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Molecular Imaging and Contrast Agent Database (MICAD) [Internet]. Bethesda (MD): National Center for Biotechnology Information (US); 2004-2013.

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Molecular Imaging and Contrast Agent Database (MICAD) [Internet].

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N-[11C]Methylpiperidin-4-yl acetate

[11C]MP4A
, PhD
National for Biotechnology Information, NLM, NIH, Bethesda, MD

Created: ; Last Update: February 22, 2012.

Chemical name:N-[11C]Methylpiperidin-4-yl acetateimage 11110528 in the ncbi pubchem database
Abbreviated name:[11C]MP4A, [11C]AMP
Synonym:
Agent category:Compound
Target:Acetylcholinesterase (AChE)
Target category:Enzyme
Method of detection:PET
Source of signal:11C
Activation:No
Studies:
  • Checkbox In vitro
  • Checkbox Rodents
  • Checkbox Non-Human Primates
  • Checkbox Humans
Click on the above structure for additional information in PubChem.

Background

[PubMed]

Acetylcholine is an endogenous neurotransmitter at cholinergic synapses and neuroneffector junctions in the peripheral and central nervous systems. It acts on nicotinic and muscarinic receptors to mediate complex functions, such as attention, memory, cognition, and consciousness. Degeneration of cholinergic neurons has been observed in several neurodegenerative disease, such as Alzheimer’s disease (AD) and Parkinson’s disease (PD), but not in vascular dementia. Acetylcholinesterase (AChE) is the enzyme that terminates cholinergic actions through the rapid hydrolysis of acetylcholine to choline and acetate. AChE is localized on both cholinergic and cholinoceptive neurons in the brain, with the highest activity in the striatum, thalamus, cerebellum, and cerebral cortex (1). AChE has been a target for radioligand development as well as drug development because its levels decrease in AD (1, 2). Radiolabeled AChE inhibitors and acetylcholine analog substrates are the two major approaches to mapping AChE in vivo in the human brain.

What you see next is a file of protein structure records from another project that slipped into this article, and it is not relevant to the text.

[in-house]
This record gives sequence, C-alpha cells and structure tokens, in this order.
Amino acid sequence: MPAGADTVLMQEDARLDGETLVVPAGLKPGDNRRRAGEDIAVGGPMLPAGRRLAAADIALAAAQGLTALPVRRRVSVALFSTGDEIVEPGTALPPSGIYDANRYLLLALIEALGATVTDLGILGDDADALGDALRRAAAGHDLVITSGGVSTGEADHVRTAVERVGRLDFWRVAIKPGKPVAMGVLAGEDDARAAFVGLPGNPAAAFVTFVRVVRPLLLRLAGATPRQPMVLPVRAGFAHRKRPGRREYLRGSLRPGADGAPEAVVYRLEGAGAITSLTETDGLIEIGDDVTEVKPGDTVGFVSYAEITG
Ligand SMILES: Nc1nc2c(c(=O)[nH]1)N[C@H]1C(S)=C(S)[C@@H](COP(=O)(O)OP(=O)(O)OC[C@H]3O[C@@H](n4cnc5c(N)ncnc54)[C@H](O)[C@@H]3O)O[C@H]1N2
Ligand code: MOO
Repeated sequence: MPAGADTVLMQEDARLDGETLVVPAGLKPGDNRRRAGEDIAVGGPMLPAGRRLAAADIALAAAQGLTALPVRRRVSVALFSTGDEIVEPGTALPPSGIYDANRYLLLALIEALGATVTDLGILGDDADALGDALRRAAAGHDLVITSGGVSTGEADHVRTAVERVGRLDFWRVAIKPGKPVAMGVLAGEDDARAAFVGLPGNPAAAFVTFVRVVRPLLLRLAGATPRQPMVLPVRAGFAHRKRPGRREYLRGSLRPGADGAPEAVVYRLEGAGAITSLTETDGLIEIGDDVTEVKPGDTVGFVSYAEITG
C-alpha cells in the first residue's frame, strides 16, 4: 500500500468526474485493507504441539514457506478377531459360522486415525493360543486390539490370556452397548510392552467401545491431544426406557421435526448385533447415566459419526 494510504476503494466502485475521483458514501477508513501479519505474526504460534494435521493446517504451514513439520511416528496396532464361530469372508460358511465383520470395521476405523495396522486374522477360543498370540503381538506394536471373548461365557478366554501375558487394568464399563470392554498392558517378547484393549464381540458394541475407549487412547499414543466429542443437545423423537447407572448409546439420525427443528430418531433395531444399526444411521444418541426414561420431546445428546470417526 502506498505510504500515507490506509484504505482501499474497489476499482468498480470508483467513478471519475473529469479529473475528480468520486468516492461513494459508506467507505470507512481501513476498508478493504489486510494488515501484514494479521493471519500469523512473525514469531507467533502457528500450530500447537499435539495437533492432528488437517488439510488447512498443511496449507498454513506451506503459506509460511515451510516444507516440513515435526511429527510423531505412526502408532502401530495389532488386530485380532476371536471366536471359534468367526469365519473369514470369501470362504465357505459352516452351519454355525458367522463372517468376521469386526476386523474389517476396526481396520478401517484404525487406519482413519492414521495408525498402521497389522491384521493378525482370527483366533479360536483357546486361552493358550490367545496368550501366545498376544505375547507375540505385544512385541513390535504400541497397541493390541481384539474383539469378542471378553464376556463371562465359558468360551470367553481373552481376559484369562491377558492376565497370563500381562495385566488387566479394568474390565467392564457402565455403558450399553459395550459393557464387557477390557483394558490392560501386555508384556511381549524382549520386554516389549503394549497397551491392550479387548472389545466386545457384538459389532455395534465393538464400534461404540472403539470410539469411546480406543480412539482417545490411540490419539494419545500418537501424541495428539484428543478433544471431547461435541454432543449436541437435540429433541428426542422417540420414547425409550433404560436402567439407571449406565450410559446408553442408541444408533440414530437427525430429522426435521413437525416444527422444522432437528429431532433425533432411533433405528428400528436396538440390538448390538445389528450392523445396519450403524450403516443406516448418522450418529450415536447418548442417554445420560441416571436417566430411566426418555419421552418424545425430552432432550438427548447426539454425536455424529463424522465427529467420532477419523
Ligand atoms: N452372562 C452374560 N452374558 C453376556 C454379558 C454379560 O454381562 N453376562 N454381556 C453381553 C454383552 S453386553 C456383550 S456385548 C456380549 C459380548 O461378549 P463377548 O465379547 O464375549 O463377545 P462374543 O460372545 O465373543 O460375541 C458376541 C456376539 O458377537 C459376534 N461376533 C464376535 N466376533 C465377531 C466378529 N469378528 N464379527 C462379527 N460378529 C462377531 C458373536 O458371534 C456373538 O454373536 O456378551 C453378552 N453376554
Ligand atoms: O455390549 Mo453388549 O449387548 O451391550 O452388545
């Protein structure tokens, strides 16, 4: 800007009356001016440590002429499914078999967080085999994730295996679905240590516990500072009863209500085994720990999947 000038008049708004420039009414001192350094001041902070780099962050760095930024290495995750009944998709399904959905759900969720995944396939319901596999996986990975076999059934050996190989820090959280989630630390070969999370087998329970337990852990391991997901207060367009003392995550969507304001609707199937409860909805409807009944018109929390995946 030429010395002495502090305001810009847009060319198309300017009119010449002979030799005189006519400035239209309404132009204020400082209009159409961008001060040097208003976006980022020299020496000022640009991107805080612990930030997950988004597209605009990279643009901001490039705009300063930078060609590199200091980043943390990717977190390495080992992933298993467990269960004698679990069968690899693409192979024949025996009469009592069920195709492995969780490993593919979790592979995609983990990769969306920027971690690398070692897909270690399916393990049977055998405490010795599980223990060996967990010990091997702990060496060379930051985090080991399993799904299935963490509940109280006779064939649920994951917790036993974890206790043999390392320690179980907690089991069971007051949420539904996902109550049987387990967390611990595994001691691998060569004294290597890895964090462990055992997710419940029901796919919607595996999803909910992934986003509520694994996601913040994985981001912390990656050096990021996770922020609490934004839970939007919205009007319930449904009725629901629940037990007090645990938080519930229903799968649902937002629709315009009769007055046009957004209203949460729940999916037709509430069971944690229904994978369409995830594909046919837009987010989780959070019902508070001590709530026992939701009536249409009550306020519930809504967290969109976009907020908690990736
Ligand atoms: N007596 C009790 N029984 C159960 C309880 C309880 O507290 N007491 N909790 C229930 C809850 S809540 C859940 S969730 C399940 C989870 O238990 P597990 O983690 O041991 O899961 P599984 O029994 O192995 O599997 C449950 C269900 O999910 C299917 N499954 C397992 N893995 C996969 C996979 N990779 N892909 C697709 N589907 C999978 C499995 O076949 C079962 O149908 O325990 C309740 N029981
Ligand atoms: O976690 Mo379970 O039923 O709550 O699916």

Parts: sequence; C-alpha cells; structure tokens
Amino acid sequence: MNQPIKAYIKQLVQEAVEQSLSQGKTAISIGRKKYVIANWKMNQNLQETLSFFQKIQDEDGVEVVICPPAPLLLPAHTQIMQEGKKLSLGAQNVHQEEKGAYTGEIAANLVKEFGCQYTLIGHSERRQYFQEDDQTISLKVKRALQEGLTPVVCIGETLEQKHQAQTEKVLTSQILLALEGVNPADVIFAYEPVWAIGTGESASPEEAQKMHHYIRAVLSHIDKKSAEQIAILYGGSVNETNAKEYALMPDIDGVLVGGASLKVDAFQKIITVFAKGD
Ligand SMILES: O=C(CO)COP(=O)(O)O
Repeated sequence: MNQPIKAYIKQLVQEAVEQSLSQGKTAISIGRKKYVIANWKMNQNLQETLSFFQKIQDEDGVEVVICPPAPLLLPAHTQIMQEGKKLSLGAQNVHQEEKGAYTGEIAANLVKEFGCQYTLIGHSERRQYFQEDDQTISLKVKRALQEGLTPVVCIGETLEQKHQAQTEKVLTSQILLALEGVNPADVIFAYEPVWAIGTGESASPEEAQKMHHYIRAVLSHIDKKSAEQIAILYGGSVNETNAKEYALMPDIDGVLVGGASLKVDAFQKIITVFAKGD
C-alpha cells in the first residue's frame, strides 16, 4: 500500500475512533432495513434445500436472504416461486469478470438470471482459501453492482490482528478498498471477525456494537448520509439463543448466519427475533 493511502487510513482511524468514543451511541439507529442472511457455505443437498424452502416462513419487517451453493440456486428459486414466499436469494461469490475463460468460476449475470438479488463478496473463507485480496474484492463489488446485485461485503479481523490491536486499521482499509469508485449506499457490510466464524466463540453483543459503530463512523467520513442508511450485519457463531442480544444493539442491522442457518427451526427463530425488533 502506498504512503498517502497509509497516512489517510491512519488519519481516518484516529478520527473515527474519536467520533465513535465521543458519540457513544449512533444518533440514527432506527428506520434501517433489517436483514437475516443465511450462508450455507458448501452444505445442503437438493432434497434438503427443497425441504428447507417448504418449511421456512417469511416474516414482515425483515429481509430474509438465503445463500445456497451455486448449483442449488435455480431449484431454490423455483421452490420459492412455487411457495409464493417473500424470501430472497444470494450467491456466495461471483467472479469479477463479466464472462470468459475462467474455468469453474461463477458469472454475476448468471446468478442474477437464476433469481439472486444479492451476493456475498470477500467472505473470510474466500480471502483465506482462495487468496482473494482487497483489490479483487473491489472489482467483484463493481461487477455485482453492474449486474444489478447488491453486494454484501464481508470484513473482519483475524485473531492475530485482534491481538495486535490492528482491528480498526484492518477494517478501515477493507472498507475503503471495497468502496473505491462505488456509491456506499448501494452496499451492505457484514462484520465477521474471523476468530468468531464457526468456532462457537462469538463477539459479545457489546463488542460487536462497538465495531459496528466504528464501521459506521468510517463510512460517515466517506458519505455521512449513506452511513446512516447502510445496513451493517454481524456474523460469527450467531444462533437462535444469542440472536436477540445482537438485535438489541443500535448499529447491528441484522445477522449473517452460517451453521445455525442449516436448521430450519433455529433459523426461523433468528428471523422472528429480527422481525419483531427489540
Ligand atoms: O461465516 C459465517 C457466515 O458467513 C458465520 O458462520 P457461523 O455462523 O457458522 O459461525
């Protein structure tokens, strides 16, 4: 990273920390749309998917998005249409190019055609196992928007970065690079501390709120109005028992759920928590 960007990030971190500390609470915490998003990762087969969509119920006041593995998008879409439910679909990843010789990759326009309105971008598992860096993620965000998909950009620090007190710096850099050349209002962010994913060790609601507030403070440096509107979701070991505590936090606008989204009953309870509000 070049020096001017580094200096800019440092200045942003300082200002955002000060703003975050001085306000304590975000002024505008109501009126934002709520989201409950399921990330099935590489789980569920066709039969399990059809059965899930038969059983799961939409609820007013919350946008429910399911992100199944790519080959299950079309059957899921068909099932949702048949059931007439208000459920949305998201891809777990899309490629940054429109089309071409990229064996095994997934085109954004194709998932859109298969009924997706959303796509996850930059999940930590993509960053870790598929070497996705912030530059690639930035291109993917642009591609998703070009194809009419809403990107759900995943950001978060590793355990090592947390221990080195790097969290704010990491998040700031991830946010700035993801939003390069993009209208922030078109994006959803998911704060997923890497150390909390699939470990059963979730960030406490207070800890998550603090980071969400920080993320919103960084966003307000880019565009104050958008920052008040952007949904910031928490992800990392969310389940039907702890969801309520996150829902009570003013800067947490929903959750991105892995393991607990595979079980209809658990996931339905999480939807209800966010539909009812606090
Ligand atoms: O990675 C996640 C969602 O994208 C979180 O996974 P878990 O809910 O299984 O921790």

For measurements of AChE activity, various labeled esters of 1-methy-4-hydroxypiperidine have been designed and evaluated as acetylcholine substrate analogs (3). One of these analogs, N-[11C]methylpiperidin-4-yl acetate ([11C]MP4A), was chosen for further development as a positron emission tomography (PET) radioligand. It has a tertiary amine structure that makes it lipophilic, and thus it readily crosses the blood-brain barrier (BBB). [11C]MP4A is specifically hydrolyzed by AChE (99% specificity) and yields a hydrophilic metabolite, N-[11C]methylpiperidinol ([11C]MP4OH), which is trapped in the brain because it is too polar to cross the BBB. [11C]MP4A is being developed as a PET agent for the non-invasive study of brain AChE activity in patients with AD and PD.

Synthesis

[PubMed]